You might not want to play chess or go with them, but surely that shouldn't affect whether you play the game at all. You don't need to invest time to study anything you don't want to, you really don't.

As for it being ok that your wife beats you because she's beating you without study, I'm afraid that doesn't make any sense to me. If someone's better than me, it could be through natural skill, or it could be through study...it feels pretty similar to lose to them, though!


You're oversimplifying. The existence of people who study the game doesn't make it less likely for me to enjoy it. I said the three people I know who play Chess all study the game. I simply can't compete with them. I could play against people who are of a similar skill level, but A) I don't know anyone who doesn't already play and wants to, and B) I don't want to get invested in a game at which I'd have to study in order to improve significantly.

I guess you and I have different reasoning for playing games. If I lose to my wife in a game she's great at, it's far different from losing a game to someone who actively studies it. I can learn from my wife and try to figure out how to beat her much more easily than I can learn from a friend who has spent hundreds of hours on books and apps devoted to game strategy.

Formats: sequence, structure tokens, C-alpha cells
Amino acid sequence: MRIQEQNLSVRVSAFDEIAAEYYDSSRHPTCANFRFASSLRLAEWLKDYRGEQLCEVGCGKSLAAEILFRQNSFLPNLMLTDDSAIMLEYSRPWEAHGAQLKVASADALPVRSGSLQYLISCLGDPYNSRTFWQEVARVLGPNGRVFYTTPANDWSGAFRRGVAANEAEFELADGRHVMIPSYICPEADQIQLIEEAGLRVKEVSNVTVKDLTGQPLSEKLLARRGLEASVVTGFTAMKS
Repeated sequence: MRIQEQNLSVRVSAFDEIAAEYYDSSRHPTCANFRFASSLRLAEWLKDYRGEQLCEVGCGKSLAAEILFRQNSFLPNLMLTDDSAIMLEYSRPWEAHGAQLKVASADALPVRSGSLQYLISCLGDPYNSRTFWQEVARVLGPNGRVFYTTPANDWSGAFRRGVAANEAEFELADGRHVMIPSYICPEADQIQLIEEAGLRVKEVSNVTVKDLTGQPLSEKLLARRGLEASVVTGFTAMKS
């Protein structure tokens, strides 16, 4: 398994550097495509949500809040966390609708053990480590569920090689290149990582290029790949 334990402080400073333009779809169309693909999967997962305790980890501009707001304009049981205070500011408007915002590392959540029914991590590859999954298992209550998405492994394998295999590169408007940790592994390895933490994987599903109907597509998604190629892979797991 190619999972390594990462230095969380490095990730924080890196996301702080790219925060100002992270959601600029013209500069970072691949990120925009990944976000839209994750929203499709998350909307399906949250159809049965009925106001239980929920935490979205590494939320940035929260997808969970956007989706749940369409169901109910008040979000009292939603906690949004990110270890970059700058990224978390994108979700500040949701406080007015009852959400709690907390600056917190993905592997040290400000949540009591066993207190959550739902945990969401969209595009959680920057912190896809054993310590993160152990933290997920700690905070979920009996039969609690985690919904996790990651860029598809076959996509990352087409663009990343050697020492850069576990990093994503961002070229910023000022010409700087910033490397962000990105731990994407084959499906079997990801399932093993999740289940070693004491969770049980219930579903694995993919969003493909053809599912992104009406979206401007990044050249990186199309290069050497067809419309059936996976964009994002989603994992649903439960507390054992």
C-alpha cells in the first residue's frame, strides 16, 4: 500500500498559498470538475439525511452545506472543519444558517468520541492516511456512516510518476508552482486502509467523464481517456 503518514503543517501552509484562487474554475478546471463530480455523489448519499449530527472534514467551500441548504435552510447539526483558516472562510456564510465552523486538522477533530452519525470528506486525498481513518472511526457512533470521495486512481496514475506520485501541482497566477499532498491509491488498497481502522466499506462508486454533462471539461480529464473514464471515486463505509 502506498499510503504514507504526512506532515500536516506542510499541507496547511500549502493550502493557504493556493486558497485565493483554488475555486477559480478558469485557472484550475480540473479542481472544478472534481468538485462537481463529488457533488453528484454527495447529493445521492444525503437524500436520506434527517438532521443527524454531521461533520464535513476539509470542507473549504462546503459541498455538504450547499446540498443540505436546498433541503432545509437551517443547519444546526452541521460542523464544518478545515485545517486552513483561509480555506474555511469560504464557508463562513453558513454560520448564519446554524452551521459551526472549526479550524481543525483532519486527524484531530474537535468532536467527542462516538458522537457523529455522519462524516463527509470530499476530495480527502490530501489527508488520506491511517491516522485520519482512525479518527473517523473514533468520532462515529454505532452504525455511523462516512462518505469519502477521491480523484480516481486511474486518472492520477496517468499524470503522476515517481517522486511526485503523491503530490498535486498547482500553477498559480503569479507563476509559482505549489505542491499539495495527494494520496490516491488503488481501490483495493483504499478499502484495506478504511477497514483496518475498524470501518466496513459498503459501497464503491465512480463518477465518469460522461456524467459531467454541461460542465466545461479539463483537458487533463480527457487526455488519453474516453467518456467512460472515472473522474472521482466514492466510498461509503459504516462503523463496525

Anyway, winning and losing is far from my number one reason for playing games. For me, gaming is much more about relationship building and stretching my brain. I have no interest in devoting myself to a game because I'd rather devote myself to the people with whom I play games.
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I play it the way it was designed to be played, and well. "a fun test between two people's vocabularies!" that's a weird assessment, made by someone who has not explored the game beyond their initial idea of what they think the game "should" be about.

Really? The man who invented Scrabble intended for players to memorize the dictionary? News to me. I thought it was a variation on crossword puzzles.

Quote:
simply put ordinary effort into an ordinary task, with ordinary results, over an extended amount of time.

See, here's where we differ. I don't think memorizing lists of meaningless words is ordinary at all. It turns a fun game into drudgery. I certainly have spent enough time with Anki to appreciate the dull repetition of rote memorization.